Researchers are developing textiles that could be used for large-scale seaweed farms off Europe’s coast.
Seaweed could be more commonly used as a source of chemicals and biofuel if researchers can work out how to grow it and process it efficiently.
Seaweed is normally grown on underwater ropes, but AT~SEA project researchers believe that textiles could be used to cultivate it more efficiently. They are experimenting with textures and surfaces that will produce the highest yields, and hope to grow 20 kilograms of seaweed per square metre, paving the way for large-scale sea farms in the future.
Horizon’s film crew travelled out to one of the project’s test sites off the coast of Galway, Ireland, to find out more from project coordinator Bert Groenendaal and fellow researcher Guy Buyle, from project partner Centexbel.
From a chemical-free spray that turns sand into lush green land, to a caterer who serves planet-friendly dishes, and from technology that makes stronger concrete with less cement, to insect farms that produce fish food and fertilisers, there is no shortage of ideas to reduce emissions. But which ones work best?
A new, digital revolution might be about to hit us. Autonomous cars are driving our way, cities and companies are rapidly ramping up the use of sensors – also called the Internet of Things (IoT) – and virtual and augmented reality are making rapid strides.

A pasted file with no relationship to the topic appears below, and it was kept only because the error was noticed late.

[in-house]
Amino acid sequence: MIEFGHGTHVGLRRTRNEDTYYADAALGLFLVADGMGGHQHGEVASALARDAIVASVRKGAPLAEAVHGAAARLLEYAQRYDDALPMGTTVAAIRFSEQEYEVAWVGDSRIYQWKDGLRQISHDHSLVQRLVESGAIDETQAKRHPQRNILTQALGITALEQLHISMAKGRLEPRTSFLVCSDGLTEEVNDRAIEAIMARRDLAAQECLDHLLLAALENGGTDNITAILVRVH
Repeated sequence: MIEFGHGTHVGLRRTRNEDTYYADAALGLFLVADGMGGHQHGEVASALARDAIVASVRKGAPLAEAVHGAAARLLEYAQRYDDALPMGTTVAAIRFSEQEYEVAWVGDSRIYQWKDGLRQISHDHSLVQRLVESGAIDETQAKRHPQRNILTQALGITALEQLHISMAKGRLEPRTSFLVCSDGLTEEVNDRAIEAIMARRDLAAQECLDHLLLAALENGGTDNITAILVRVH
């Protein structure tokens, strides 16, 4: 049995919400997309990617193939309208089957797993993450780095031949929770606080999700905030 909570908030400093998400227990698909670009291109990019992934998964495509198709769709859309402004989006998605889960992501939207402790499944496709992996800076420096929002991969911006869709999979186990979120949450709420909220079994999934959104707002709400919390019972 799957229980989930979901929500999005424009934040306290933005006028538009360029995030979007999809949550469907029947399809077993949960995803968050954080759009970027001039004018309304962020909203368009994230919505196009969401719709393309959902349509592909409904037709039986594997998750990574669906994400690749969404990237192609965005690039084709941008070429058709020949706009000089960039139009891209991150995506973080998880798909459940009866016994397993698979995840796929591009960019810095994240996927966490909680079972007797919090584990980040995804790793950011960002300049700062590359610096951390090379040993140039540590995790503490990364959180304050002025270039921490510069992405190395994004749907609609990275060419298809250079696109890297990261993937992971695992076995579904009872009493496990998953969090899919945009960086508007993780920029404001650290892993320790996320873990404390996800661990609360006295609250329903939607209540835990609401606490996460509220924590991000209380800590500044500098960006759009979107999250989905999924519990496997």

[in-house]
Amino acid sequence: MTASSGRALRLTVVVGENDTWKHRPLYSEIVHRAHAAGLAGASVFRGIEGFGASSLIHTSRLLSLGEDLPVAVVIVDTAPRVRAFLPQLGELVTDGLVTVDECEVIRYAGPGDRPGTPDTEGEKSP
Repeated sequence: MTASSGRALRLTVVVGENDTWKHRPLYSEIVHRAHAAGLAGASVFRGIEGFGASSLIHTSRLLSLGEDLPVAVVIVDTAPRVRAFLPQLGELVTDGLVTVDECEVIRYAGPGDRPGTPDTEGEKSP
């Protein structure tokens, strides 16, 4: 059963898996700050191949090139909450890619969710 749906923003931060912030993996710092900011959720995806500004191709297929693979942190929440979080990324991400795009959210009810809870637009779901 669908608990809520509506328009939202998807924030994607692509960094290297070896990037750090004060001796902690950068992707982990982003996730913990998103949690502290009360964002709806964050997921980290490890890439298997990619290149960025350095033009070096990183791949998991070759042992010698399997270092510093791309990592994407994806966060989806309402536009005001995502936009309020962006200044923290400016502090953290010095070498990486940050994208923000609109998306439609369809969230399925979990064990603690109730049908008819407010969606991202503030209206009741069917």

Little more than a decade ago, two astronomers discovered mysterious bursts of radio waves that seem to take place all over the sky, often outshining all the stars in a galaxy. Since then, the study of these fast radio bursts, or FRBs, has taken off, and while we still don’t know what exactly they are or what causes them, scientists are now edging closer to some answers.
They are fleeing war, famine and persecution, risking treacherous journeys across deserts and seas in search of safety. But helping refugees and asylum seekers to cope with the psychological scars caused by their experiences could help them adjust to life in their new homes.
Scientists want to explain what exactly causes these strange radio wave flashes.
Refugees are being trained to help others in their community cope with their ordeals.
R&I missions will mean rethinking the economy - Prof. Mazzucato.